Tableau Public Has Launched

If you’ve wanted to try Tableau data visualization software, now’s your chance! They’ve just launched Tableau Public, where you can upload your data, and use the free Tableau tools to create amazing interactive charts, maps and dashboards.
This example shows Economic Indicators & Stock Market Returns, and you can select from a drop down list of market metrics to update the chart.
As the product name implies, your saved data will be public, so it’s not the place to work with your top secret financial data. It’s a great opportunity to experiment with the Tableau software though, using dummy data, or data that you’re willing to share with the public.
With Tableau Public, you can connect to Excel, Access, and text files, with a limit of 100,000 rows of data per connection. You can save up to 50 Mb of content to the Tableau Public web servers.

Tableau Articles

There are other blogs where you can see dashboard examples, and see how people are using the software.

There’s also a gallery with dashboard examples, such as the Fantasy Football 2009 Running Backs and Student Loan Default Rates.

Use Tableau Public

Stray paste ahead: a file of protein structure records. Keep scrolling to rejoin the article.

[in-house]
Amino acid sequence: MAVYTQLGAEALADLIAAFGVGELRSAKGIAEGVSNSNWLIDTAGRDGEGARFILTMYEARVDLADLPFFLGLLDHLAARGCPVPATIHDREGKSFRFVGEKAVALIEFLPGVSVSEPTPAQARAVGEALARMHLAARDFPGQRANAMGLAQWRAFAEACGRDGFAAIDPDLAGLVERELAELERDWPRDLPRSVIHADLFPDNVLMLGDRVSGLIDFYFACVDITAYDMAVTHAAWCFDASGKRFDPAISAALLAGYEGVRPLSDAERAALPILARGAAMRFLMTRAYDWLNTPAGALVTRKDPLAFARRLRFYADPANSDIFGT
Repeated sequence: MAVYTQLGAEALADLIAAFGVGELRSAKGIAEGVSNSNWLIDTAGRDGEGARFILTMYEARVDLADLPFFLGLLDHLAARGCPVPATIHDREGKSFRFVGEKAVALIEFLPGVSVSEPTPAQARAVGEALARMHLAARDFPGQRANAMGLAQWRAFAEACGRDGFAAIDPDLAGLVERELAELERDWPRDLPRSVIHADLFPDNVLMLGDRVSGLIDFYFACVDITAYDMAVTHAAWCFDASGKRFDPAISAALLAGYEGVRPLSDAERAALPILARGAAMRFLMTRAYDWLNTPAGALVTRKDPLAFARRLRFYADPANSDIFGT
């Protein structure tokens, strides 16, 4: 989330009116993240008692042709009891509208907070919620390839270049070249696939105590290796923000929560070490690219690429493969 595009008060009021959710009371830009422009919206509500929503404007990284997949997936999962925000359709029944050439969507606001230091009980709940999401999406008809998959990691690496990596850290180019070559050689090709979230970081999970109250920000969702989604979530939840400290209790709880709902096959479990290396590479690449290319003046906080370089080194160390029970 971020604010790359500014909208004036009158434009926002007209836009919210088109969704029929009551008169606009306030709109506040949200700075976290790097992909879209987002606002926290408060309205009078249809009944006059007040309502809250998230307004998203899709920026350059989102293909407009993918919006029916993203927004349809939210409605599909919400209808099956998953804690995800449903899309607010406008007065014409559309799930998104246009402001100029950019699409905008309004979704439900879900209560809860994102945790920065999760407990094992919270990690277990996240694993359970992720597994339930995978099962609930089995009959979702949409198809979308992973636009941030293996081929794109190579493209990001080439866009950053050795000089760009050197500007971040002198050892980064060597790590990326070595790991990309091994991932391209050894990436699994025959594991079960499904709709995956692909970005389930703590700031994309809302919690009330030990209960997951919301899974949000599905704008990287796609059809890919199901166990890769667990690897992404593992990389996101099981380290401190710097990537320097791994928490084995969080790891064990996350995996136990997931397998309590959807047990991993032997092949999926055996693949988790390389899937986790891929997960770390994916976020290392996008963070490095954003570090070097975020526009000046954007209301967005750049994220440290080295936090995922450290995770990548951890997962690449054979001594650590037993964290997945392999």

To get started, go to the Tableau Public page, and click the Download Tableau Public button. Then, enter your email address, and click Submit. To help you understand the software, you can watch the brief Tableau Public Preview video and the Tableau Public training videos.
After you install Tableau Public, open it, and connect to your Excel, Access or text data file. It’s quick and easy to create a graph, and Tableau will help by suggesting chart types for your data.
Your work in Tableau Public desktop will be saved to the Tableau Public web servers, not on your computer. On the web servers, your data will be accessible by anyone on the internet, so don’t use Tableau Public for confidential or sensitive data.

Share Your Results

After you save your work, you can share it, by embedding it on your blog or website, or by sharing a link to your data. If you create a dashboard, you can post the link in the comments here, so other people can go and take a look.
Related Links:
Last fall I wrote a couple of articles about Tableau, and uploaded a short video:

I used a trial version of Tableau for a couple of weeks, which has all the features of the paid version. I was really impressed with what the software can do, and got in touch with the Tableau people, to see if I could participate in the Tableau Public beta. The free version wasn’t available yet, so they provided me with a license for the paid version, so I could keep experimenting, and post my work in their public servers.